Jones was born on July 14, 1848, in Madison County, Ga. His father was George Jones, a white planter, and his mother Ann was a slave. He got the nickname “Wiley” for being untamed and playful.

In 1853, Jones and his family moved to Arkansas, where they lived on former governor Richard Byrd’s plantation. Jones and his family were eventually sold to James Yell, a lawyer and planter in Pine Bluff. When Jones was 10-years-old, he was given to Yell’s son, Fountain Pitts Yell, as a wedding gift.

F. Pitts Yell enlisted in the Confederate Army in 1861 and was promoted to colonel. Jones became a camp servant for Colonel Yell. After Colonel Yell’s death, Jones moved to Waco, Texas with the remaining members of the Yell family.

The family moved back to Arkansas in 1865 and Jones worked on the Yell plantation for three more years. During that time, he was promoted to manager of the cotton plantation and made $20 per month.

In 1868, Jones moved to Pine Bluff where he worked at a local saloon for one year. In 1869, he learned to cut hair at his brother-in-law’s barbershop. He worked there for more than ten years.

Jones earned room and board by working a second job as a waiter at a nearby hotel. This allowed him to save his earnings from the barbershop, which he ultimately invested in real estate. He also used to loan money, with interest, to his friends.

In 1876, Jones opened a saloon in Pine Bluff. He also owned the Southern Mercantile Company. Jones never had the opportunity for formal education, however, he was able to learn business simply by working hard and meeting people.

Jones was fascinated with horses and horseracing, so he built a park on 55 acres of land in Pine Bluff. It served as a city recreational park with a harness racing track. The park was also home to fairs, bicycle races, baseball games and annual May Day celebrations.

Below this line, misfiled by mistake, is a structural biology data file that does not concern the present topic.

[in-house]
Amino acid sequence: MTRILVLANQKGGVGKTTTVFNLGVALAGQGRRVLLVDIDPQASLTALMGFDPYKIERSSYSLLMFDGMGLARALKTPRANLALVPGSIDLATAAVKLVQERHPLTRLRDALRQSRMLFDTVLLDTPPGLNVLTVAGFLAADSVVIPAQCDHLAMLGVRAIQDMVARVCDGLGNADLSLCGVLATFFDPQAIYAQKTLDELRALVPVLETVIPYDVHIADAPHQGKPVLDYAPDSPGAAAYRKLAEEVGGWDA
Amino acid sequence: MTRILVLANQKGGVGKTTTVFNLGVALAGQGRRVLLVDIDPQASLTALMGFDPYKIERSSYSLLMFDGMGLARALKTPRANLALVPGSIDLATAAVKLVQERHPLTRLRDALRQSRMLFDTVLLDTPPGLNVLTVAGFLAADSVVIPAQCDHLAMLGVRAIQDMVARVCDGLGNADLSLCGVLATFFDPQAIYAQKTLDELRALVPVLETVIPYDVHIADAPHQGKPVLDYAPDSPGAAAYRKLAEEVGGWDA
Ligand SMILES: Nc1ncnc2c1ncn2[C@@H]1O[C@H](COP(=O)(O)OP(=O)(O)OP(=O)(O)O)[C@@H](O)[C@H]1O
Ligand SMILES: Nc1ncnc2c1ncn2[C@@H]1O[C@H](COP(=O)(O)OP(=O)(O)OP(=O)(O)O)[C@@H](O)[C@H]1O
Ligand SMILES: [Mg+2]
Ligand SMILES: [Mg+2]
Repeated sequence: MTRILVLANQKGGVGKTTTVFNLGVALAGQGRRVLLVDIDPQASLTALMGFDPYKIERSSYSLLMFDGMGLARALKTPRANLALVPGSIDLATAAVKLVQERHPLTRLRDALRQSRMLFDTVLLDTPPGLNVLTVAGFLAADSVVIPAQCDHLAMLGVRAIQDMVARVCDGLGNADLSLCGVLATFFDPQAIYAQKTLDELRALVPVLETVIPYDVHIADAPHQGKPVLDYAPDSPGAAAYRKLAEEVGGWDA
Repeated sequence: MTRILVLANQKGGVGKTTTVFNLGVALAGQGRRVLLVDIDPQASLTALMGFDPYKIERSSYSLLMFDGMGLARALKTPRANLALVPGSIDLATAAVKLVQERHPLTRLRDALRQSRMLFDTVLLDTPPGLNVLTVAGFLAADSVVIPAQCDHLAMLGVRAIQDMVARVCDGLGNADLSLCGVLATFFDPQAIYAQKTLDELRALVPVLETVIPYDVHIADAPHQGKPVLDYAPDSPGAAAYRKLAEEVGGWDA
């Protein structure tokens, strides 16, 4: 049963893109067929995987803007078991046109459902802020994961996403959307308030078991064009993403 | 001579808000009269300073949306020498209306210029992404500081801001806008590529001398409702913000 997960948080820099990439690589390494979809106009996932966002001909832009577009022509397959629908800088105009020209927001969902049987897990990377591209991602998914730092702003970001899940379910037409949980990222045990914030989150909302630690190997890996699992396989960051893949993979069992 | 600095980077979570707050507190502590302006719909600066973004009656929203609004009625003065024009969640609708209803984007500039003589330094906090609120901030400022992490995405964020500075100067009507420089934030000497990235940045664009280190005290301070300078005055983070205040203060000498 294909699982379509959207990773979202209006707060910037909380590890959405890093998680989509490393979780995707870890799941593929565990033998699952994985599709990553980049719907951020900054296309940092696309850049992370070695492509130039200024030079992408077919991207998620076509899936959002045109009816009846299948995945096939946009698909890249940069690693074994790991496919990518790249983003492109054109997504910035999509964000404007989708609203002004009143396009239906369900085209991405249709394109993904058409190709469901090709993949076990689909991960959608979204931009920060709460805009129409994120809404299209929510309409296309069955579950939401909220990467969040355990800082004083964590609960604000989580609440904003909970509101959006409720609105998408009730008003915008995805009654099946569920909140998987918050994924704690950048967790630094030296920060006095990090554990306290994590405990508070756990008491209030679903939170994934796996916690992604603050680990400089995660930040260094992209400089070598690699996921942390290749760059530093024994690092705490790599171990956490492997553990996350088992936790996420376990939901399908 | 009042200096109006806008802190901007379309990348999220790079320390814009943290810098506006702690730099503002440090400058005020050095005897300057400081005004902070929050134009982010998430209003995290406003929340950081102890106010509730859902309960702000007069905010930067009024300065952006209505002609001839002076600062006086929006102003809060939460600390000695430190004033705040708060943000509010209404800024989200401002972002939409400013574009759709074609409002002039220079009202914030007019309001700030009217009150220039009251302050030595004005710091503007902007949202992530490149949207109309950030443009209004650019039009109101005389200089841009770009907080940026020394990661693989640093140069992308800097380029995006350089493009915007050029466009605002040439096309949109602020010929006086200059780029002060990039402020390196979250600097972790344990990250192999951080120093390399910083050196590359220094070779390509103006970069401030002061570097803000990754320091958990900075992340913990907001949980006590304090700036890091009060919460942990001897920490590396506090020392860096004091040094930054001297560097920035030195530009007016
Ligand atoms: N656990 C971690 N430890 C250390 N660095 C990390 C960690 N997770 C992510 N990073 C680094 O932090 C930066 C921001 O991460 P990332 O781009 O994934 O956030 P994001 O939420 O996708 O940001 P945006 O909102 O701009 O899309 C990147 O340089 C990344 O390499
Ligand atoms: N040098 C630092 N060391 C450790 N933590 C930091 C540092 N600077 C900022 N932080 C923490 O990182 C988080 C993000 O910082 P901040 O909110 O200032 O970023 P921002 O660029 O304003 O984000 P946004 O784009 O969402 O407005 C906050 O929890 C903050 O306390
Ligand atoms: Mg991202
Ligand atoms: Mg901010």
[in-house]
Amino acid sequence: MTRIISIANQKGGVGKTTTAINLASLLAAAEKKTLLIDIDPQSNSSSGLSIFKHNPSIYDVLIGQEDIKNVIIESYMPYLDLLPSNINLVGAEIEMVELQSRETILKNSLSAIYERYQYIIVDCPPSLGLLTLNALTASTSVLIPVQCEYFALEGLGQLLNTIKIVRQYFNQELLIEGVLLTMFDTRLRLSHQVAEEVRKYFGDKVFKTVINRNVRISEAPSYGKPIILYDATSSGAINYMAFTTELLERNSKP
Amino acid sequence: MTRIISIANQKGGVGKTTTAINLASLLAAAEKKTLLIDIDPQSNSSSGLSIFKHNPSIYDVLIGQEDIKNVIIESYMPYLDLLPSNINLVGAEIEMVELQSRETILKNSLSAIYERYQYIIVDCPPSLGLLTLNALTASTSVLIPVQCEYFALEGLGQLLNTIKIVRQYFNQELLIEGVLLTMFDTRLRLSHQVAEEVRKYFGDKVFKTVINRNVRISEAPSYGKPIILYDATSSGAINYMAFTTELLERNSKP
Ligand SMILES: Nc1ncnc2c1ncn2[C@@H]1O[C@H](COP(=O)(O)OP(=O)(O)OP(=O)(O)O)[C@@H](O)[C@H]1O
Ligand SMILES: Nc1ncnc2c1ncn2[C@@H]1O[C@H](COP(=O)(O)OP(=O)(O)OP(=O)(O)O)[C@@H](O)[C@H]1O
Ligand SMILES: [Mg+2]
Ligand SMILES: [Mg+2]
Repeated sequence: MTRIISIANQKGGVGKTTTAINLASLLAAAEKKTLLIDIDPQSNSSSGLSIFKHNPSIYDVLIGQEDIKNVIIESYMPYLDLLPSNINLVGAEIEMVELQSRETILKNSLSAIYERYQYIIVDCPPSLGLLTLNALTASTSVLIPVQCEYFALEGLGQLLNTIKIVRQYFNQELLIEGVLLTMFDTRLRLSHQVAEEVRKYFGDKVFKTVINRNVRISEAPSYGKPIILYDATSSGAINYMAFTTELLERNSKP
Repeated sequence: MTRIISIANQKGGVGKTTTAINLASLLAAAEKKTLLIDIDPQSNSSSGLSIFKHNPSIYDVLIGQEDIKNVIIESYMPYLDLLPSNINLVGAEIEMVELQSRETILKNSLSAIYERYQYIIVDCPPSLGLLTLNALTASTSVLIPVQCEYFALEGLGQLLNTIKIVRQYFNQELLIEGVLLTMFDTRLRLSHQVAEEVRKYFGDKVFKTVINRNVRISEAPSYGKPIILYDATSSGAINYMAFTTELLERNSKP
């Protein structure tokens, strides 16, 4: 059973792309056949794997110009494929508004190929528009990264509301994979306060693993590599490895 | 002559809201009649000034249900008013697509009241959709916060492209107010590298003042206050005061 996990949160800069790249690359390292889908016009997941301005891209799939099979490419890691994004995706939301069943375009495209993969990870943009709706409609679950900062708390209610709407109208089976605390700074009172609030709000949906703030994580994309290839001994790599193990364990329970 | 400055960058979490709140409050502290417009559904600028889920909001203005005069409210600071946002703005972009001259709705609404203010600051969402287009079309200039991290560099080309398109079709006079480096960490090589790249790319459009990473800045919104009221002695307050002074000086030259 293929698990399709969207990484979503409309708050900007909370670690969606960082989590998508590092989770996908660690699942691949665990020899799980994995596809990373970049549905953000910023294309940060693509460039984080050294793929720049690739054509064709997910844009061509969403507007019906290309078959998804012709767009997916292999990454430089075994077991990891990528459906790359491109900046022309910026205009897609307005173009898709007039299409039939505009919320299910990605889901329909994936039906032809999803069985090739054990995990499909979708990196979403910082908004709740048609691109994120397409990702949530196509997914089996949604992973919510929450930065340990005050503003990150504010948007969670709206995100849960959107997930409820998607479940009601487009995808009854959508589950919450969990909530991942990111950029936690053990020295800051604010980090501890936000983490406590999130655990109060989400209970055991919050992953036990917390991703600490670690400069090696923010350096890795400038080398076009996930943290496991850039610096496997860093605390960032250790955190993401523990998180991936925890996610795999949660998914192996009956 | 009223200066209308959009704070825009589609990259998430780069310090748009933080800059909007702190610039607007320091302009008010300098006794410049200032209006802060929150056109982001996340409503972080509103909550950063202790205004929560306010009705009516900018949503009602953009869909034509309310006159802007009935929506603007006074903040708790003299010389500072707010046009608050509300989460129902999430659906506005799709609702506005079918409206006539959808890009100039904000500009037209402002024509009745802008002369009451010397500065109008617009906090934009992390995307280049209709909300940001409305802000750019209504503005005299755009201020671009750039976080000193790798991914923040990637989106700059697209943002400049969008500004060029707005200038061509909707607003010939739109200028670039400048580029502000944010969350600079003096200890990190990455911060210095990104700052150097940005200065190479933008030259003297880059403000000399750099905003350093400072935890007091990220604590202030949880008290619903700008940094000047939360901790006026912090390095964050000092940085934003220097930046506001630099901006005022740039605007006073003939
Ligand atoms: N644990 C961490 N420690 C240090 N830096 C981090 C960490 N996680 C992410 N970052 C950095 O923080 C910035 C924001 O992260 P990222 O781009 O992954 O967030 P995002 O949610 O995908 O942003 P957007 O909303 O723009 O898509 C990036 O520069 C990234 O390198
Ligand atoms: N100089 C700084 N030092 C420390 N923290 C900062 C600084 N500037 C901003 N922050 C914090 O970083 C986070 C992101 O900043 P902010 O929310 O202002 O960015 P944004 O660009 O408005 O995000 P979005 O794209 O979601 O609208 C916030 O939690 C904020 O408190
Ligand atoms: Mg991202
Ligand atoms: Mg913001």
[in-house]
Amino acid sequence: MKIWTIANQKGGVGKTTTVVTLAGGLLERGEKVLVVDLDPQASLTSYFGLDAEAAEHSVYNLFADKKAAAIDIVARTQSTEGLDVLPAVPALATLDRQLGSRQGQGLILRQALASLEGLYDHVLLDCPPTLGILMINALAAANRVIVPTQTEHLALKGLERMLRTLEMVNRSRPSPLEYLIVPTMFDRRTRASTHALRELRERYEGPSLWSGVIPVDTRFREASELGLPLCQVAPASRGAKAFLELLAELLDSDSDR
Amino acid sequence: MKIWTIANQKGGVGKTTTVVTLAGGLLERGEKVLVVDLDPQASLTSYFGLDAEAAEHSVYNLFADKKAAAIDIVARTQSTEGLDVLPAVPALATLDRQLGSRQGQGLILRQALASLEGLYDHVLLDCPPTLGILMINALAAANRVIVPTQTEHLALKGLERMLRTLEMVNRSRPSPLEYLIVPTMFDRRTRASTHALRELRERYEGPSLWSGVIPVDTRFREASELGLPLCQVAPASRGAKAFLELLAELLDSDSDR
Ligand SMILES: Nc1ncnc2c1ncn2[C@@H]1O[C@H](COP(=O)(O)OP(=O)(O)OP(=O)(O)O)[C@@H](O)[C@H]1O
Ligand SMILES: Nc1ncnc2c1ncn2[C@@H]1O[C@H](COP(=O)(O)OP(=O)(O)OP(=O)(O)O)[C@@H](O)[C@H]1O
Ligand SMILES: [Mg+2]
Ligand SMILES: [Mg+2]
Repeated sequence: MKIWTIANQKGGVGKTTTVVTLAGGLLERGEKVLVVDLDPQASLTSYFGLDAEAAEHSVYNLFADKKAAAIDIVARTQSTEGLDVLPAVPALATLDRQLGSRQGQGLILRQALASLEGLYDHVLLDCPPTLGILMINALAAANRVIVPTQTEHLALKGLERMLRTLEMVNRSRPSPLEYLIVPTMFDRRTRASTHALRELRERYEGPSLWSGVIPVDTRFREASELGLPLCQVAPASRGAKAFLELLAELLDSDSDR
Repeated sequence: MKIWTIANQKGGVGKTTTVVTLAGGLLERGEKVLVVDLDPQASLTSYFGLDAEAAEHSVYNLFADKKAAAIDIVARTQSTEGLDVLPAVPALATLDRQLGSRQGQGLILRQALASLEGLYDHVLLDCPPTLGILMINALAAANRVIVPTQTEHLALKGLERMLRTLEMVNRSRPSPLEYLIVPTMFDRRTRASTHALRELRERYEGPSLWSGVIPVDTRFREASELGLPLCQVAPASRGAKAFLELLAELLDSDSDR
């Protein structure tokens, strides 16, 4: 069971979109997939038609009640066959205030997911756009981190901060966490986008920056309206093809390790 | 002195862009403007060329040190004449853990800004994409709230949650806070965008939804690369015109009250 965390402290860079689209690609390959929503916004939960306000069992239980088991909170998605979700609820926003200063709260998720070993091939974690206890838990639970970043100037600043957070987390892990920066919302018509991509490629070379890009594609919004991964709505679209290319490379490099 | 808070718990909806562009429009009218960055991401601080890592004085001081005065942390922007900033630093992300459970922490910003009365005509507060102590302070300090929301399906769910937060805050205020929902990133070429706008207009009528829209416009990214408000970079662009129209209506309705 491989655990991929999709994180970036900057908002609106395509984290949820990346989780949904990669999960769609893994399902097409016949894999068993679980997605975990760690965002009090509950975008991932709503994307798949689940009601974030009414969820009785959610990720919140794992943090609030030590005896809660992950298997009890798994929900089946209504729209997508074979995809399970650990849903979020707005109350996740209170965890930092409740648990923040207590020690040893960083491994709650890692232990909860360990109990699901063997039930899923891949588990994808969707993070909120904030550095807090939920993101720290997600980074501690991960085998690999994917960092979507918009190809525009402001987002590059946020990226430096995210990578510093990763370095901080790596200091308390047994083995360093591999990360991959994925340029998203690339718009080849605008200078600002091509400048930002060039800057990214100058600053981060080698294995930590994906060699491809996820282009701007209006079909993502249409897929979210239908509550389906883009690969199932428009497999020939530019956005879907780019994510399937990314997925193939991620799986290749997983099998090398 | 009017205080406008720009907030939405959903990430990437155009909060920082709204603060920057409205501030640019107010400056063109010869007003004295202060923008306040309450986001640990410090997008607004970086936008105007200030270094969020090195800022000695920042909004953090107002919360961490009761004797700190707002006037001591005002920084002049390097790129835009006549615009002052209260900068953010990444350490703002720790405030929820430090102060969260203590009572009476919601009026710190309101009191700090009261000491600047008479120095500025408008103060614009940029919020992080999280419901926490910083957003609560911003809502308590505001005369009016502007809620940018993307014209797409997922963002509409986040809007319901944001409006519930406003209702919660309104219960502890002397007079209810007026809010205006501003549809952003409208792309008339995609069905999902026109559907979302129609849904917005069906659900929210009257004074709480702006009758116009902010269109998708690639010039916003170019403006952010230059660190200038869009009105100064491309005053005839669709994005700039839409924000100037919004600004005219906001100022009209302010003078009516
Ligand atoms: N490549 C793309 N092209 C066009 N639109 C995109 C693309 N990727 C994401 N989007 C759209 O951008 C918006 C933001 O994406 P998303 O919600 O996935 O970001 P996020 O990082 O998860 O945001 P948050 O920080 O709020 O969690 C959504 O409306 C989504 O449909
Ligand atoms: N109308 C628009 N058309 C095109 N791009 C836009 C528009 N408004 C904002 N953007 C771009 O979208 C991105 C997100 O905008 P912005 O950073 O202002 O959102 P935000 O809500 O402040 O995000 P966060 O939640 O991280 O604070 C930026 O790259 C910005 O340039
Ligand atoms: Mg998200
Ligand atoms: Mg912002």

In August 1886, James became one of the first Black Americans in the nation to secure a charter to operate a mule-drawn streetcar system. The Wiley Jones Street Car Lines serviced Pine Bluff for more than 4 years before it merged with the Citizens Street Railway in December 1890. This later became the electric railway, which the city bought.

Jones was one of Jefferson County, Ark.’s most influential citizens in the 1880s and 1890s. He was one of several businessmen who supported the Colored Industrial Institute, one of the first Catholic-supported schools for Black children in Arkansas. He also donated land for the construction of St. James Methodist Church.

Jones died on December 7, 1904, from a heart attack and Bright’s disease at the age of 56. He was the wealthiest Black American in Arkansas at the time of his death, with an estate worth more than $300,000 ($8.6 million today).